Lerman v. Unknown

Filing 2

ORDER DISMISSING Petition without Prejudice. To have this case reopened, Petitioner must, no later December 4, 2017 file a First Amended Petition. Signed by Judge Roger T. Benitez on 10/2/2017.(Sent form to Petitioner) (All non-registered users served via U.S. Mail Service)(knb)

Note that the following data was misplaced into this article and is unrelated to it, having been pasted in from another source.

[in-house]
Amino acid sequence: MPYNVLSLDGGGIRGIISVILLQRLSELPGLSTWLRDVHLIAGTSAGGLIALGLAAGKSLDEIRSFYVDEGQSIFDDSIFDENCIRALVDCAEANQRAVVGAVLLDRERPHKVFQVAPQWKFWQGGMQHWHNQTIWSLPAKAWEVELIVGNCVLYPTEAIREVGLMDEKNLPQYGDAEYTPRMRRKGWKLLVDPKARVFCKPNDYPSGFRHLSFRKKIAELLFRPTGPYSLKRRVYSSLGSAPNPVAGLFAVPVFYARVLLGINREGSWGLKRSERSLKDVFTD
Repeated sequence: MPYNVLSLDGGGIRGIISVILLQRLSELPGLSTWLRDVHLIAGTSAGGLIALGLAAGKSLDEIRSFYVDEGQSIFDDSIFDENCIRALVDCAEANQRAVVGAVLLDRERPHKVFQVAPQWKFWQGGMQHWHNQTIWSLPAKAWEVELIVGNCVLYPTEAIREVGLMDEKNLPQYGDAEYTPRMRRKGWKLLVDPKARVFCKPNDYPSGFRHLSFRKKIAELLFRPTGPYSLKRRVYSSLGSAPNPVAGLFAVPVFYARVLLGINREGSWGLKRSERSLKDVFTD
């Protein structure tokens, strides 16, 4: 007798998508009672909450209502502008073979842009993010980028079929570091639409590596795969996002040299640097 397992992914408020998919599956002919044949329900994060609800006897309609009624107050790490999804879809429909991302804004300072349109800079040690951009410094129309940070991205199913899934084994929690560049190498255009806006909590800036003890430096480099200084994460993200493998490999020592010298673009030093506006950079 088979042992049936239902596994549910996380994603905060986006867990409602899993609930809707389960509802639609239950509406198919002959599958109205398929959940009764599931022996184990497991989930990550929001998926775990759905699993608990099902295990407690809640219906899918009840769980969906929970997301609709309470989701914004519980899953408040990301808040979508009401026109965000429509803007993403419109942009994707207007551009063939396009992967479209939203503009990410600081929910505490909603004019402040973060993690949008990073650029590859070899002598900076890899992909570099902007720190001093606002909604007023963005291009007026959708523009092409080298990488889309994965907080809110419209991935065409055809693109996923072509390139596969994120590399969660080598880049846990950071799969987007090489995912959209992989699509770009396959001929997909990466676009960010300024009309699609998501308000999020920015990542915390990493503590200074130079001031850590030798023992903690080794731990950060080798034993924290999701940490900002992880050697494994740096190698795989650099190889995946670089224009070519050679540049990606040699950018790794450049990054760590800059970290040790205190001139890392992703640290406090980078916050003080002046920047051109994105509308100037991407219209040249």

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I 1 F! L SO 2 If OCT-4 AH Ms It I 3 tilRX- U.S. SI’ TRSCT fiOURT i i K'RK <d'r e*hH>IWA 4 5 ft y- JD)' DiftiM 6 7 8 UNITED STATES DISTRICT COURT 9 SOUTHERN DISTRICT OF CALIFORNIA 10 11 DAVID LERMA, Case No. 17cvl925 BEN (RBB) Petitioner, 12 13 v. 14 ORDER DISMISSING PETITION WITHOUT PREJUDICE UNKNOWN, Warden, 15 Respondent. 16 17 18 19 20 Petitioner, a state prisoner proceeding pro se, has filed a petition for writ of habeas corpus under 28 U.S.C. § 2254 and paid the requisite filing fee. FAILURE TO NAME A PROPER RESPONDENT Review of the Petition reveals that Petitioner has failed to name a proper 21 respondent. On federal habeas, a state prisoner must name the state officer having 22 custody of him as the respondent. Ortiz-Sandoval v. Gomez, 81 F.3d 891, 894 (9th Cir. 23 1996) (citing Rule 2(a), 28 U.S.C. foil. § 2254). Federal courts lack personal jurisdiction 24 when a habeas petition fails to name a proper respondent. See id. 25 The warden is the typical respondent. However, “the rules following section 2254 26 do not specify the warden.” Id. “[T]he ‘state officer having custody’ may be ‘either the 27 warden of the institution in which the petitioner is incarcerated ... or the chief officer in 28 charge of state penal institutions.’” Id. (quoting Rule 2(a), 28 U.S.C. foil. § 2254 l 17r.v19?.S RFN fRRRT 1 advisory committee’s note). If “a petitioner is in custody due to the state action he is 2 challenging, ‘[t]he named respondent shall be the state officer who has official custody of 3 the petitioner (for example, the warden of the prison).’” Id. (quoting Rule 2,28 U.S.C. 4 foil. § 2254 advisory committee’s note). 5 A long standing rule in the Ninth Circuit holds “that a petitioner may not seek [a 6 writ of] habeas corpus against the State under ... [whose] authority ... the petitioner is 7 in custody. The actual person who is [the] custodian [of the petitioner] must be the 8 respondent.” Ashley v. Washington, 394 F.2d 125, 126 (9th Cir. 1968). This requirement 9 exists because a writ of habeas corpus acts upon the custodian of the state prisoner, the 10 person who will produce “the body” if directed to do so by the Court. “Both the warden 11 of a California prison and the Director of Corrections for California have the power to 12 produce the prisoner.” Ortiz-Sandoval, 81 F.3d at 895. 13 Here, Petitioner has failed to name a Respondent. In order for this Court to 14 entertain the Petition filed in this action, Petitioner must name the warden in charge of the 15 state correctional facility in which Petitioner is presently confined or the Secretary of the 16 California Department of Corrections and Rehabilitation. Brittingham v. United States, 17 982 F.2d 378, 379 (9th Cir. 1992) (per curiam). 18 19 FAILURE TO ALLEGE EXHAUSTION OF STATE JUDICIAL REMEDIES Further, habeas petitioners who wish to challenge either their state court conviction 20 or the length of their confinement in state prison, must first exhaust state judicial 21 remedies. 28 U.S.C. § 2254(b), (c); Granberryv. Greer, 481 U.S. 129, 133-34 (1987). 22 To exhaust state judicial remedies, a California state prisoner must present the California 23 Supreme Court with a fair opportunity to rule on the merits of every issue raised in his or 24 her federal habeas petition. 28 U.S.C. § 2254(b), (c); Granberry, 481 U.S. at 133-34. 25 Moreover, to properly exhaust state court remedies a petitioner must allege, in state court, 26 how one or more of his or her federal rights have been violated. The Supreme Court in 27 Duncan v. Henry, 513 U.S. 364 (1995) reasoned: “If state courts are to be given the 28 opportunity to correct alleged violations of prisoners’ federal rights, they must surely be 2 17r.v1075 RFN ('RRR'I 1 alerted to the fact that the prisoners are asserting claims under the United States 2 Constitution.” Id. at 365-66 (emphasis added). For example, “[i]f a habeas petitioner 3 wishes to claim that an evidentiary ruling at a state court trial denied him [or her] the due 4 process of law guaranteed by the Fourteenth Amendment, he [or she] must say so, not 5 only in federal court, but in state court.” Id. at 366 (emphasis added). 6 Nowhere on the Petition does Petitioner allege that he raised his claims in the 7 California Supreme Court. In fact, he specifically indicates he did not seek review in the 8 California Supreme Court. {See Pet. at 6-9.) If Petitioner has raised his claims in the 9 California Supreme Court he must so specify. “The burden of proving that a claim has 10 been exhausted lies with the petitioner.” Matthews v. Evatt, 105 F.3d 907, 911 (4th Cir. 11 1997); see Breard v. Pruett, 134 F.3d 615, 619 (4th Cir. 1998); Lambert v. Blackwell, 12 134 F.3d 506, 513 (3d Cir. 1997); Oyler v. Allenbrand, 23 F.3d 292, 300 (10th Cir. 13 1994); Rustv. Zent, 17 F.3d 155, 160 (6th Cir. 1994). Further, the Court cautions Petitioner that under the Antiterrorism and Effective 14 15 Death Penalty Act of 1996 (AEDPA) a one-year period of limitation shall apply to a 16 petition for a writ of habeas corpus by a person in custody pursuant to the judgment of a 17 State court. The limitation period shall run from the latest of: (A) the date on which the judgment became final by the conclusion of direct review or the expiration of the time for seeking such review; 18 19 20 (B) the date on which the impediment to filing an application created by State action in violation of the Constitution or laws of the United States is removed, if the applicant was prevented from filing by such State action; 21 22 23 (C) the date on which the constitutional right asserted was initially recognized by the Supreme Court, if the right has been newly recognized by the Supreme Court and made retroactively applicable to cases on collateral review; or 24 25 26 27 28 III 3 17r.v1 RF.N fRRFR (D) the date on which the factual predicate of the claim or claims presented could have been discovered through the exercise of due diligence. 1 2 3 4 28 U.S.C. § 2244(d)( 1 )(A)-(D) (West 2006). 5 The statute of limitations does not run while a properly filed state habeas corpus 6 petition is pending. 28 U.S.C. § 2244(d)(2); see Nino v. Galaza, 183 F.3d 1003,1006 (9th 7 Cir. 1999). But see Artuz v. Bennett, 531 U.S. 4, 8 (2000) (holding that “an application is 8 ‘properly filed’ when its delivery and acceptance [by the appropriate court officer for 9 placement into the record] are in compliance with the applicable laws and rules governing 10 filings.”). However, absent some other basis for tolling, the statute of limitations does run 11 while a federal habeas petition is pending. Duncan v. Walker, 533 U.S. 167,181-82(2001). 12 Rule 4 of the Rules Governing Section 2254 Cases provides for summary dismissal 13 of a habeas petition “[i]f it plainly appears from the face of the petition and any exhibits 14 annexed to it that the petitioner is not entitled to relief in the district court...” Rule 4, 28 15 U.S.C. foil. § 2254. Here, it appears plain from the Petition that Petitioner is not presently 16 entitled to federal habeas relief because he has not alleged exhaustion of state court 17 remedies. 18 CONCLUSION 19 Based on the foregoing, the Court DISMISSES this action without prejudice 20 because Petitioner has failed to name a proper respondent and failed to state a cognizable 21 federal claim. To have this case reopened, Petitioner must, no later December 4.2017. 22 file a First Amended Petition that cures the pleading deficiencies set forth above. A 23 blank First Amended Petition is included with this OrderTSr Petitioner’s convenience. 24 IT IS SO ORDERED 25 Dated: r Hon^Roger T. Benite^ United States District Judge 26 27 28 4 17r.v1Q?S RF.NfRRRl